Ever so often, I delve into games I only played once or twice and try to understand why I left it at once or twice. Sometimes it’s simple: clunky controls, game bugs, repetitive gameplay, a puzzle I couldn’t solve and didn’t have Gamefaqs for at the time.
Other times it’s something a bit more interesting: the game design, the characters and more often than not, the story.
Assassin’s Creed: Rogue falls into those latter categories, and at the time, for reasons I couldn’t comprehend. It’s not a bad game; not my favorite, perhaps, but it had good combat and interesting and varied level designs. Rogue borrows and builds from various other titles, including the famous naval exploration and combat introduced in Black Flag. Overall, it’s not a terrible experience to play through.
And then we get to the characters. Specifically, our protagonist.
Who is this guy?
The game’s protagonist is Shay Cormac, a broody fellow who, after a lot of misunderstanding and heap of guilt, becomes our titular rogue, turning against his Assassin brethren. And here, I found, is where things go south for me.
The Assassin’s Creed series, even barring the more recent RPtrilogy, has definitely…simplified, in recent years. However, while the once heavily philosophical debates about violence, mortality, and power have largely been replaced with far more cartoonish, black and white morality…in some cases, we can argue that from a lore perspective, it mirrors the society being presented in-game.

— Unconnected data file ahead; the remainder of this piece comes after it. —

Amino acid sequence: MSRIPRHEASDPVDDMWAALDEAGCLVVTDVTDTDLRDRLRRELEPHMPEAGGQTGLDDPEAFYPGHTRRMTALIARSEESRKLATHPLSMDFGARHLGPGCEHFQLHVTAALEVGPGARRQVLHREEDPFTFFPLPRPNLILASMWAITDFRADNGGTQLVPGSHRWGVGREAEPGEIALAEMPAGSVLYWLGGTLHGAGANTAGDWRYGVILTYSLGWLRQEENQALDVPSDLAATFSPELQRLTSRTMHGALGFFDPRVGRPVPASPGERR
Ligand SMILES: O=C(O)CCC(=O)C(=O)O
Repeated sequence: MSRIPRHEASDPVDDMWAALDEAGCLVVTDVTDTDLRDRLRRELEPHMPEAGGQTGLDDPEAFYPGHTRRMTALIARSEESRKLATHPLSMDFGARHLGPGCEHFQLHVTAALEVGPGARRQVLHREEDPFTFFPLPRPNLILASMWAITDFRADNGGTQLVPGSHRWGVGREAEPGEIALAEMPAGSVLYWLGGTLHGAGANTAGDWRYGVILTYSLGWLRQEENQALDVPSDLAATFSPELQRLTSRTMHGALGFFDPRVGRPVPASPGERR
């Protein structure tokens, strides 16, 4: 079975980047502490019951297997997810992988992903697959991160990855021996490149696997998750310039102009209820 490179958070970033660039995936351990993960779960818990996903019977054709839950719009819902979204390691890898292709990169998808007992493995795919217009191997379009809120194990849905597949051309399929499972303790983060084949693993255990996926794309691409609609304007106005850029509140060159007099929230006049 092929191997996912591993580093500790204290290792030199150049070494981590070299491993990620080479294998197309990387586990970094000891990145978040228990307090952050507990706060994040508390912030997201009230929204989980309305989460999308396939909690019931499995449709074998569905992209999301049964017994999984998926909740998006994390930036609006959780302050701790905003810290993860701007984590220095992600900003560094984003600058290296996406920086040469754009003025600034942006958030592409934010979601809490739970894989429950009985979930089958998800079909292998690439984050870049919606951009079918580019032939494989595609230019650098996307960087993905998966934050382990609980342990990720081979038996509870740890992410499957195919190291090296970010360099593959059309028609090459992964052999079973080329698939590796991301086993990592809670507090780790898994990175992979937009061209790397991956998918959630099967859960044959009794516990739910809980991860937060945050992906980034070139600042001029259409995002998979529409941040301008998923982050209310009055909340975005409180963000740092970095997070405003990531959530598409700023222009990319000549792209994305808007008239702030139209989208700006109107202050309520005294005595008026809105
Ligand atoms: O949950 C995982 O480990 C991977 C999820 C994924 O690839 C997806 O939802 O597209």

The Templars, despite over the top schemes and grandiose speeches about law and order, have been largely held to the age old idiom: absolute power corrupts absolutely. The very nature of their philosophy is at constant odds with reality: in order to subvert chaotic freewill, someone must have the freewill to do so.
As such, much of the ideals the Templar hold onto become quite familiar to us on an historical level: that only a select few should be considered to guide humanity “for their own good”. It’s the tone scientific and ethical racism has taken on over the centuries; “those” people are subhuman, so someone must take the reins of their autonomy.
It’s a mindset that is undeniably evil, in both its intentions and insidious nature, and part of the reason the Templars have undeniably been the villains for much of the series. Ergo, it doesn’t make much sense, in the beginning, for Shay to join them.
Much of Rogue‘s campaigning revolved around the idea that the player would step into the shoes of a character that worked outside the realm of Assassin and Templar, a sort of friend-to-none that operated in shades of grey, a loner guided only by his personal code of honor and morality.